Do not ignore the humble turnip! Turnips are very high in fiber, contain no sugar, and are one of the best cleansing root veggies to eat. They are great for removing excess mucus from the body and removing acidic wastes from the bloodstream. They are also high in Vitamin C, so they're great for your skin and immunity. If you’re new to using them, eat them up them like I do in a vegetable soup! They are best when cooked for longer periods of time since they soften up and sweeten once roasted. Turnips are also so cheap, and can be cut and tossed into a vegetable mix to roast in the oven for another fast and cheap option. Pair them with some chopped onions and garlic to enhance the flavor and sprinkle with a little sea salt for a faux potato dish!
Beets are a glorious food to eat girls! They are so great for reducing inflammation in the body, reducing constipation, eliminating fatigue, and they can improve how your body uses oxygen by improving the function of your red blood cells. Beets are very cleansing and incredibly tasty roasted in the oven. I also like to juice with them. They make my skin glow, and though I don’t care for them raw, they make a beautiful addition to salads when shaved into raw slices. Beets have a naturally sweet taste, and they taste much better roasted versus boiled. Nutrient wise, beets are a unique source of phytonutrients called betalains. Betanins have been shown to provide antioxidant, anti-inflammatory, and detoxification support.
When fall first arrives, my mother and I always head to the mountains in nearby NC to pick apples from an apple farm. They taste amazing when they are in season, making them one of the best fall foods to buy. I love all types of apples, with my favorites being Golden Delicious, Granny Smith ( green apples), Fuji Apples and Gala apples. Apples are a great source of fiber, antioxidants and Vitamin C. They contain the fiber known as pectin that helps remove cholesterol from the body. You can use apples in your smoothies, bake them into a pie, or even make your own home made apple butter! Just peel them, place them in the slow cooker and then puree to make apple butter or apple sauce. I also like to chop apples and freeze them so I can add them to pumpkins, muffins, or smoothies all year long.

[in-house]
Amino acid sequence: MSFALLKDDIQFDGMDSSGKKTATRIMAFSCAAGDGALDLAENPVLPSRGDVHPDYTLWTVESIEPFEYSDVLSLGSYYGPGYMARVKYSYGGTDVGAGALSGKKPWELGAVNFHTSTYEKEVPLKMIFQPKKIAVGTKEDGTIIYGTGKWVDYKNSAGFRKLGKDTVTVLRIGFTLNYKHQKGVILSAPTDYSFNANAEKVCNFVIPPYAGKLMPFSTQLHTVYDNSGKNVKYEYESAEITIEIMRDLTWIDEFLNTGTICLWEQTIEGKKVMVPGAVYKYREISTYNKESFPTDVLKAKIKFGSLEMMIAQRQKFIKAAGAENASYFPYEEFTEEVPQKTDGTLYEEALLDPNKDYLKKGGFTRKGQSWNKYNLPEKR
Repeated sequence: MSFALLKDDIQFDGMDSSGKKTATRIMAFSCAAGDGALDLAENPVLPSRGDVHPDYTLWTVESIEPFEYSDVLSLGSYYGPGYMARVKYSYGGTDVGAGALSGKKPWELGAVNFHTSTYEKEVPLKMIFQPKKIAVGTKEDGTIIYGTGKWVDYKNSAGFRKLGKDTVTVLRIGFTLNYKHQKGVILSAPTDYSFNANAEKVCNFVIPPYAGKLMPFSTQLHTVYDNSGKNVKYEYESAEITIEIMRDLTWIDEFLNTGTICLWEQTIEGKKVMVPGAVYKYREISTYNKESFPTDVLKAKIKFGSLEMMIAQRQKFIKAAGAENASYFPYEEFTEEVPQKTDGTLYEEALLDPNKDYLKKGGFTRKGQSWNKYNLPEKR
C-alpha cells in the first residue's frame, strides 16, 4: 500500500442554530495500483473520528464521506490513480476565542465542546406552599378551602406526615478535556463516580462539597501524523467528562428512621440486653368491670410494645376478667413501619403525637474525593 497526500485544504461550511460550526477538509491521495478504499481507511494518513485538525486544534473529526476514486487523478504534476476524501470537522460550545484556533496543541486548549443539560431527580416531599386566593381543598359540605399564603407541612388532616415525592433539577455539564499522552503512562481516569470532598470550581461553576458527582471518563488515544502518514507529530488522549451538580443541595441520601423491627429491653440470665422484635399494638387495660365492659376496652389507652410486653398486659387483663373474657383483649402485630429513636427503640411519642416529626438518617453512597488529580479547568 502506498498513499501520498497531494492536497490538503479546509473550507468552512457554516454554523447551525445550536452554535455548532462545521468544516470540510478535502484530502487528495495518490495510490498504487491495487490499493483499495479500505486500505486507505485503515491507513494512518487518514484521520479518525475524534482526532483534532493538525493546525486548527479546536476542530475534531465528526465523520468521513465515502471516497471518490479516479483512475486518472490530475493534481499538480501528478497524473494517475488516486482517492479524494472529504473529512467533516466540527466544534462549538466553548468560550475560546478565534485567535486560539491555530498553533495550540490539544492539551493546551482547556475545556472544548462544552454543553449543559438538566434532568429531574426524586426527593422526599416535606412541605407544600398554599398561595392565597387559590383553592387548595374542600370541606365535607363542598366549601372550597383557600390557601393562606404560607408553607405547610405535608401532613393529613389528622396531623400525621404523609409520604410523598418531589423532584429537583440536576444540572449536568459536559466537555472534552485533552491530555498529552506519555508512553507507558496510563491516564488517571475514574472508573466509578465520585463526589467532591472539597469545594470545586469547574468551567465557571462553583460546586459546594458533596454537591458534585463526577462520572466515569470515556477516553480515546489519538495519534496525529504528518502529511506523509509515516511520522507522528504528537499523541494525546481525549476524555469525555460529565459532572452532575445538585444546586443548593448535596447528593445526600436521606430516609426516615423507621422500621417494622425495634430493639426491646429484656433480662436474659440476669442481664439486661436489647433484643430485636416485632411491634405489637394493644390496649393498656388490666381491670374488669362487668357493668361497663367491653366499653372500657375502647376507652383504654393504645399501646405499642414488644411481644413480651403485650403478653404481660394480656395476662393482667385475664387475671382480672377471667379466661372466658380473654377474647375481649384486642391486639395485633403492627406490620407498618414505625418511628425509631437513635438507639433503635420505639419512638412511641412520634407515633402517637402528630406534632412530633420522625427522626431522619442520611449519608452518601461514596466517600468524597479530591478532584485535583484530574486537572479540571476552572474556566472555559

Don’t ignore this boring looking veggie at the store. I really wish more people would eat more parsnips, because they are so underrated in my opinion! Parsnips are like carrots, but are white and so much sweeter. They are excellent to add to soups, stews and pair well with turnips. Nothing is better than using parsnips with some carrots, turnips, onions, garlic and celery with fresh herbs to make a simple soup stock or veggie soup. All it needs is some fresh black pepper and sea salt, and it is incredibly satisfying. Parsnips are high in Vitamin C, fiber, and great for reducing constipation, as well as keeping you full. You can even make a healthy fry replacement using parsnips if you cut them into strips like fries. Just roast in the oven with a tiny bit of coconut oil, black pepper and sea salt!
Fall is such a great time of year to embrace a new variety of healthy foods. The best part is, they don’t spoil as quickly as summer or spring produce does either. This means you’ll save money, time and stress, even if you go nuts at the store like I do and buy a ton at one time! What’s your favorite fall piece of produce to cook something tasty?